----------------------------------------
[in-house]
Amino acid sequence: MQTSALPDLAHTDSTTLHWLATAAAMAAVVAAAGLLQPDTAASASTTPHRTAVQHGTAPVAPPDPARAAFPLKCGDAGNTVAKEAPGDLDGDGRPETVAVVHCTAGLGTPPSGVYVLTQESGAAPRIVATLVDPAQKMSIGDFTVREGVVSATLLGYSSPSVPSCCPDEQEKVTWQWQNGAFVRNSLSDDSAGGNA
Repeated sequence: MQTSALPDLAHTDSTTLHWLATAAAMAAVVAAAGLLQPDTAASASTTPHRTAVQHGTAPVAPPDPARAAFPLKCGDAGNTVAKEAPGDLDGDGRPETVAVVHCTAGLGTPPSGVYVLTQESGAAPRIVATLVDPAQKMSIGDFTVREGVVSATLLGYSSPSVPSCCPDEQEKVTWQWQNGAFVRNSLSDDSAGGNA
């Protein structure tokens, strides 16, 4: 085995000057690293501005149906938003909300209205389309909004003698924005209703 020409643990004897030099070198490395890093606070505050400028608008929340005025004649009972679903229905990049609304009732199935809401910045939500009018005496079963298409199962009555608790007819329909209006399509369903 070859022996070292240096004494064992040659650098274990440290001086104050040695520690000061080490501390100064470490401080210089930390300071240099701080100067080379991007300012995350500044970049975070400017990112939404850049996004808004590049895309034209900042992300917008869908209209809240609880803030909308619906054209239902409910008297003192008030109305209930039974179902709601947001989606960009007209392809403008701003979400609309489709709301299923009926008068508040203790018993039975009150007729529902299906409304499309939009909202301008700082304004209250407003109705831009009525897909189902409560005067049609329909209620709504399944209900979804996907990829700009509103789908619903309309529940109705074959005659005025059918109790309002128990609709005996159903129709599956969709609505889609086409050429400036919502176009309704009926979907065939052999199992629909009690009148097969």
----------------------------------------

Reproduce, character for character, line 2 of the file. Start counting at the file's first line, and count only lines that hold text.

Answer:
Amino acid sequence: MQTSALPDLAHTDSTTLHWLATAAAMAAVVAAAGLLQPDTAASASTTPHRTAVQHGTAPVAPPDPARAAFPLKCGDAGNTVAKEAPGDLDGDGRPETVAVVHCTAGLGTPPSGVYVLTQESGAAPRIVATLVDPAQKMSIGDFTVREGVVSATLLGYSSPSVPSCCPDEQEKVTWQWQNGAFVRNSLSDDSAGGNA